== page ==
The Neutral Density (ND) filter is one of the more useful filters you could include in your collection. Digital image processing can do many things but it can’t reduce the light reaching the film or CCD. That’s the job of the camera’s exposure system and an ND filter throws in a helping hand.
The name explains its purpose. It’s neutral (in colour) and it has a density (level of opaqueness).
Neutral Density filters come in a range of densities. The basic ND2 has a 2x exposure factor (or one f/stop) and an ND4 has 4x (two f/stops). There’s also an ND8 (8x or three f/stops) and a less common ND64 (64x or six stops). You can go even further with specialist ND filters such as the Big Stopper from Lee Filters. This one has ten stops light reduction. So a shutter speed of 1/30sec would need to be increased to 30 seconds!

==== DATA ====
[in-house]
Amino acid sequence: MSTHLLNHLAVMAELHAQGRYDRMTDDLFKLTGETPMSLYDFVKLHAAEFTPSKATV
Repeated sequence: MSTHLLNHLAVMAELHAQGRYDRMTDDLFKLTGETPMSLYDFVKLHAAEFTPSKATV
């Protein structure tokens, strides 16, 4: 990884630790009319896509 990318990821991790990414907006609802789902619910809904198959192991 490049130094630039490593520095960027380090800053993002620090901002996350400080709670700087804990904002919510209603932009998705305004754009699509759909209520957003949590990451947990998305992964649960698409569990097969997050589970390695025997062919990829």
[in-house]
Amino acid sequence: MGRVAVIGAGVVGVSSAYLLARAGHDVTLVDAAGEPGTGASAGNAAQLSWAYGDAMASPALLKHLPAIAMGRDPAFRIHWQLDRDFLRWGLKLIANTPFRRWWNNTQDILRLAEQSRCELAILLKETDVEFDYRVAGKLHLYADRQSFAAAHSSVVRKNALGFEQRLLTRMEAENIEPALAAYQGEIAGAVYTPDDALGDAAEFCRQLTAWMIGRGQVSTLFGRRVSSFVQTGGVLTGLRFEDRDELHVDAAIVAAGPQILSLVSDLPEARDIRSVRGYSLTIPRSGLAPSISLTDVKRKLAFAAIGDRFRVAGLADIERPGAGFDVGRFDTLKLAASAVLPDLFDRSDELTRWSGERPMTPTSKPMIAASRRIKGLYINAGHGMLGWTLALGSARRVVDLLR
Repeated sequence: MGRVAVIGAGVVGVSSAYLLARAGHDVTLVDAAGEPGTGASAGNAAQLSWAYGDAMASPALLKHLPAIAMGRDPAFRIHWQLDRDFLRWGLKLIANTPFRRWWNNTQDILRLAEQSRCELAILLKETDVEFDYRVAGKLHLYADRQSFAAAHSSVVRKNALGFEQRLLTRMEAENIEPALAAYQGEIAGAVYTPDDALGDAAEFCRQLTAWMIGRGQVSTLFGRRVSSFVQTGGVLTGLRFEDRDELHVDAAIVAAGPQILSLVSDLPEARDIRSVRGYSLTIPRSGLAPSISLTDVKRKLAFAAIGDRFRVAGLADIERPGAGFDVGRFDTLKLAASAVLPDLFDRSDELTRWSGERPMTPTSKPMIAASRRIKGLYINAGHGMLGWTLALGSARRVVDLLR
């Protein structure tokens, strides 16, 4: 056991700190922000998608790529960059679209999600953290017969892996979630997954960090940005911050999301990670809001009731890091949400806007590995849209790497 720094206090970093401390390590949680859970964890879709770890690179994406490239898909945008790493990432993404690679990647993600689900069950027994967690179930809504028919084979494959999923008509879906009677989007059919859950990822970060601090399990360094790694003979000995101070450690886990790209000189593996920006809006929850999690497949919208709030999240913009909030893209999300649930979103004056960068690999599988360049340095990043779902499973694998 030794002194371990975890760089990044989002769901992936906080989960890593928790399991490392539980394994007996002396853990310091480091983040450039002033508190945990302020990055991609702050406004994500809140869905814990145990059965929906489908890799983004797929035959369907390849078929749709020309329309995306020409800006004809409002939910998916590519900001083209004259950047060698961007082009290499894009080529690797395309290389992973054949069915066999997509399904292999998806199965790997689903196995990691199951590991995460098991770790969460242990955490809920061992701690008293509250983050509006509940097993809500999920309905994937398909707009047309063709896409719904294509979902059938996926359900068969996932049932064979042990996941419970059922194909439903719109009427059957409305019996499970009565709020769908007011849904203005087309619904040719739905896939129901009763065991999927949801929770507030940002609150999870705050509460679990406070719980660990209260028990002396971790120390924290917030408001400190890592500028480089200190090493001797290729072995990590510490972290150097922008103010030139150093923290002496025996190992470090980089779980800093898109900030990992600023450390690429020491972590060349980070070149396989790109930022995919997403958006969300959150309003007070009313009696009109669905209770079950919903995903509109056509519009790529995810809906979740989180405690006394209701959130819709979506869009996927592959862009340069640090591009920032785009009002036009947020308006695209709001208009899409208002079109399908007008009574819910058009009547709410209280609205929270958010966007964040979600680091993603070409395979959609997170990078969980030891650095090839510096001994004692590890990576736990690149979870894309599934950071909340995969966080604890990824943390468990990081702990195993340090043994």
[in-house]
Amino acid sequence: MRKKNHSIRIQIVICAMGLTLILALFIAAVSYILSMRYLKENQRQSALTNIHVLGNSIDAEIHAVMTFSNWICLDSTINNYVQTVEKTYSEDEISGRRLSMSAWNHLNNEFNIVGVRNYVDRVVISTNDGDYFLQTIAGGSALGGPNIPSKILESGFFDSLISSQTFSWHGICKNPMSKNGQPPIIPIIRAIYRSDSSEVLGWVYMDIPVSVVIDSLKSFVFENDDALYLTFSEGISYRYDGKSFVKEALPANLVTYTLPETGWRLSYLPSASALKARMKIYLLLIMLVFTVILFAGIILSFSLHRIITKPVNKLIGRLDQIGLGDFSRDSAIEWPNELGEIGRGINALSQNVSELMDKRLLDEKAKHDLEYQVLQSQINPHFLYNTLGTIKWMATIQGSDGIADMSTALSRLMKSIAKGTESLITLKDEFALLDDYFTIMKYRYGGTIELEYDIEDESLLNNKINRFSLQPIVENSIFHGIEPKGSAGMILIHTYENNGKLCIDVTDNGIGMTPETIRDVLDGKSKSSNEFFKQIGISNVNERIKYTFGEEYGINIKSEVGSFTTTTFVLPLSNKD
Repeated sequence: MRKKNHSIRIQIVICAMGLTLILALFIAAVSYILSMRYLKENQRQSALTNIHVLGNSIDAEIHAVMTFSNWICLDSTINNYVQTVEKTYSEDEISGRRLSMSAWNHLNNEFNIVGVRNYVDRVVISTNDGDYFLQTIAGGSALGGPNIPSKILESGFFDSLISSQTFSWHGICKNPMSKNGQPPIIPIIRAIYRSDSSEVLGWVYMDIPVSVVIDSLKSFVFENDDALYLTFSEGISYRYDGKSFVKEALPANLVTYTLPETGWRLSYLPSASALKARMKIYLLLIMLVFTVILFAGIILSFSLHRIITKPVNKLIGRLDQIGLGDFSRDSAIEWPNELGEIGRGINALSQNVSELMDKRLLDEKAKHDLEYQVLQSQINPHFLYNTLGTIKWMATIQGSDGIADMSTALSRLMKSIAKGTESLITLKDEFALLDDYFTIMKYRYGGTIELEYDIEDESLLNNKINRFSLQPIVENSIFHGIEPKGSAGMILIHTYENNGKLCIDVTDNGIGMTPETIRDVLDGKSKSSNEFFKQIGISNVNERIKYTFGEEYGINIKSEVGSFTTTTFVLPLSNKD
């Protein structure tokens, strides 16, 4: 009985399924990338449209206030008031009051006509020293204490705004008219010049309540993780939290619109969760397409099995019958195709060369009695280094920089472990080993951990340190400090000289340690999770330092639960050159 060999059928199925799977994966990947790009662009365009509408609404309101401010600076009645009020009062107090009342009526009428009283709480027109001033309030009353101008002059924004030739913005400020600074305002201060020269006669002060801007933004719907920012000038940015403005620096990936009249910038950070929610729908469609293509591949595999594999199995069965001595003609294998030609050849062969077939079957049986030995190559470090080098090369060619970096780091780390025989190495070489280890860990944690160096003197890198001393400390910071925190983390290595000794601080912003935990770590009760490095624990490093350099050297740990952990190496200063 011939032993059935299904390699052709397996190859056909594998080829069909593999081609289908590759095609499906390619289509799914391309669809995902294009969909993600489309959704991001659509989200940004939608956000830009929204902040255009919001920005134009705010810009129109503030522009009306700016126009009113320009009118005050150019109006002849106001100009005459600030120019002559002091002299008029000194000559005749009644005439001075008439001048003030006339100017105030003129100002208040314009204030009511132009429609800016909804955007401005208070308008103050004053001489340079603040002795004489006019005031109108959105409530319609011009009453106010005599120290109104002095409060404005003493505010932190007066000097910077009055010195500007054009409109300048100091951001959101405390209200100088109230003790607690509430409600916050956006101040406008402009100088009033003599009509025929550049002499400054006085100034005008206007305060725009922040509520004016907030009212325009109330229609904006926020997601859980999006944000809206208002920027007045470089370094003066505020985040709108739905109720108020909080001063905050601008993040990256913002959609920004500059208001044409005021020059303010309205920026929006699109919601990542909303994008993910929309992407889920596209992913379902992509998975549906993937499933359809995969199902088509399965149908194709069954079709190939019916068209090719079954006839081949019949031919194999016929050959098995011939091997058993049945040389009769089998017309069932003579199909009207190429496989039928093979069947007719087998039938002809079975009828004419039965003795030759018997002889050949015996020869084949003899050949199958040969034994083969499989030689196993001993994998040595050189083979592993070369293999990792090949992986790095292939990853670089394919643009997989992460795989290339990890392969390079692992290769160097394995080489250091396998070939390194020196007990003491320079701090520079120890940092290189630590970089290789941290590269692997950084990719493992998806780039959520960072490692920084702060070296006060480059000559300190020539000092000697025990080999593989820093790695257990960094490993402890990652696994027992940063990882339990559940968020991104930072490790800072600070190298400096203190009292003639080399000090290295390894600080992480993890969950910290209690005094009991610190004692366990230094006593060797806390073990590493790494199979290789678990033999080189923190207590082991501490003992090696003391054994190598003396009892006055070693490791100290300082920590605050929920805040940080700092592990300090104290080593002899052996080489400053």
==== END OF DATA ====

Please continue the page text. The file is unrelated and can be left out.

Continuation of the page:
The filter goes over the lens and reduces the light reaching the film by the exposure factor of the filter.
If, for example, you had an exposure of 1/125sec at f/11 and you added an ND8, the shutter speed would reduce to 1/15sec or the aperture would need to be opened to f/4.
The reason to use an ND filter suddenly become obvious. If you want to force a slow shutter speed, for motion blur, or you want the lens at the widest aperture, for shallow depth-of-field, the ND filter can help.
It can also be used in combination with a flash to effectively reduce the guide number for close range photography.
The ND2 is hardly worth bothering with so we’d suggest you’re first ND filter be a ND4.
And another interesting type is the variable ND, like the one illustrated above. These are variable in strength, but, as reviewers have found, tend to cause criss-cross patterned illumination at stronger settings.